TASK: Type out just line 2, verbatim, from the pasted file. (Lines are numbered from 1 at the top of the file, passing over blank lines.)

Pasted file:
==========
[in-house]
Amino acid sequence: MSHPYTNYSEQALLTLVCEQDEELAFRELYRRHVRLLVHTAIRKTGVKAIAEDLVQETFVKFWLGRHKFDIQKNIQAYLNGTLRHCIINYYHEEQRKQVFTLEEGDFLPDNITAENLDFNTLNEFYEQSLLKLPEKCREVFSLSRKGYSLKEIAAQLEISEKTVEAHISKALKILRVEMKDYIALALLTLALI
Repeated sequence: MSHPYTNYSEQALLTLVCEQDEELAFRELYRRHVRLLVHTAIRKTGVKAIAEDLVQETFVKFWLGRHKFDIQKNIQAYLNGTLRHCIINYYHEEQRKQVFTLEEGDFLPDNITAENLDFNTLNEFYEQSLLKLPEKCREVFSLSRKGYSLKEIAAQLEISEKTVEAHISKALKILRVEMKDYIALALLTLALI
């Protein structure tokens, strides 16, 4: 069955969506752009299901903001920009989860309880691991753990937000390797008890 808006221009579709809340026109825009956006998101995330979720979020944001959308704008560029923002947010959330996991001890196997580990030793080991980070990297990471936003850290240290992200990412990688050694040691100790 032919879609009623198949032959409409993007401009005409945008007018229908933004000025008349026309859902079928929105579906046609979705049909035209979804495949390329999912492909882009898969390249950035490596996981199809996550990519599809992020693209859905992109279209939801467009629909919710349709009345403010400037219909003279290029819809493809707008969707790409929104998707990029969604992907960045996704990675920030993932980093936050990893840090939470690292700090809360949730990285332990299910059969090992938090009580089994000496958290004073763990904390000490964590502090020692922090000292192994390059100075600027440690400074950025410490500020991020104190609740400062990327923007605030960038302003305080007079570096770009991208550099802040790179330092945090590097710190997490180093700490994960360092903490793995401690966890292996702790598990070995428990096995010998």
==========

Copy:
Amino acid sequence: MSHPYTNYSEQALLTLVCEQDEELAFRELYRRHVRLLVHTAIRKTGVKAIAEDLVQETFVKFWLGRHKFDIQKNIQAYLNGTLRHCIINYYHEEQRKQVFTLEEGDFLPDNITAENLDFNTLNEFYEQSLLKLPEKCREVFSLSRKGYSLKEIAAQLEISEKTVEAHISKALKILRVEMKDYIALALLTLALI